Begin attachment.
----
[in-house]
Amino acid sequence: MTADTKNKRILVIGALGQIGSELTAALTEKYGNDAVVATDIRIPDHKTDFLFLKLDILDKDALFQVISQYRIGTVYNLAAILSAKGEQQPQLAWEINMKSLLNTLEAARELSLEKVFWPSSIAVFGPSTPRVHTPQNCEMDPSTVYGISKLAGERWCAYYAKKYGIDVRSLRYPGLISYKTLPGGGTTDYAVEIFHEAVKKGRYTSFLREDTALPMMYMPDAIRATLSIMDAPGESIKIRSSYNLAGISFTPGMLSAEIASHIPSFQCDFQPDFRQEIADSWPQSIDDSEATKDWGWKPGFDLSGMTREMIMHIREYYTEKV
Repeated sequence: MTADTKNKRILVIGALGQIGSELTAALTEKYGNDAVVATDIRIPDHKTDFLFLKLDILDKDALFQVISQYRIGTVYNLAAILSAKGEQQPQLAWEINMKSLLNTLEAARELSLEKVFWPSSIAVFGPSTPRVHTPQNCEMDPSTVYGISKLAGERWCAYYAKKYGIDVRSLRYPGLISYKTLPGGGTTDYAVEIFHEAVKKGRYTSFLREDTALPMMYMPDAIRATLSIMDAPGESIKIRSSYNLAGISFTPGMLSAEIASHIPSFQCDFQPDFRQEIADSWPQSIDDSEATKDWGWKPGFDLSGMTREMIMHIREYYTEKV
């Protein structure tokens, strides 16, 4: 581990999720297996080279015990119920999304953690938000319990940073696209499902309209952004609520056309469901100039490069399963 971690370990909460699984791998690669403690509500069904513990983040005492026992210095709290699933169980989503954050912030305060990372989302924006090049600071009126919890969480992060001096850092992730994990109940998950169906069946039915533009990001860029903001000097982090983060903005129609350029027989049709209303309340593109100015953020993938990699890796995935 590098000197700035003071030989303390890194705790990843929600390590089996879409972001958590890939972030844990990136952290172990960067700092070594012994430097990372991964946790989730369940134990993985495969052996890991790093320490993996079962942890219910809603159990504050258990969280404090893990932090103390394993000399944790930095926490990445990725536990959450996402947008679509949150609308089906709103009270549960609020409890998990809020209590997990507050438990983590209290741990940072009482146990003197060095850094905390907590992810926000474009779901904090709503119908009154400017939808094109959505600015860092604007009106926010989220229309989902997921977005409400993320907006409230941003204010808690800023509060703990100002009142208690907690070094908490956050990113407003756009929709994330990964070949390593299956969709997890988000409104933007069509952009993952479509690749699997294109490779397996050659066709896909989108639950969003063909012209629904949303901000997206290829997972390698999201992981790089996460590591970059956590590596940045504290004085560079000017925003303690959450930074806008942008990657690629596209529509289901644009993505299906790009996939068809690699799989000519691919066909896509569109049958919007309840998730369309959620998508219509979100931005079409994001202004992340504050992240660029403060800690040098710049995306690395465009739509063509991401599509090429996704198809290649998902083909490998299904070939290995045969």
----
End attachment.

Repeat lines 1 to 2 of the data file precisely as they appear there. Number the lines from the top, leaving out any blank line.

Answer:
[in-house]
Amino acid sequence: MTADTKNKRILVIGALGQIGSELTAALTEKYGNDAVVATDIRIPDHKTDFLFLKLDILDKDALFQVISQYRIGTVYNLAAILSAKGEQQPQLAWEINMKSLLNTLEAARELSLEKVFWPSSIAVFGPSTPRVHTPQNCEMDPSTVYGISKLAGERWCAYYAKKYGIDVRSLRYPGLISYKTLPGGGTTDYAVEIFHEAVKKGRYTSFLREDTALPMMYMPDAIRATLSIMDAPGESIKIRSSYNLAGISFTPGMLSAEIASHIPSFQCDFQPDFRQEIADSWPQSIDDSEATKDWGWKPGFDLSGMTREMIMHIREYYTEKV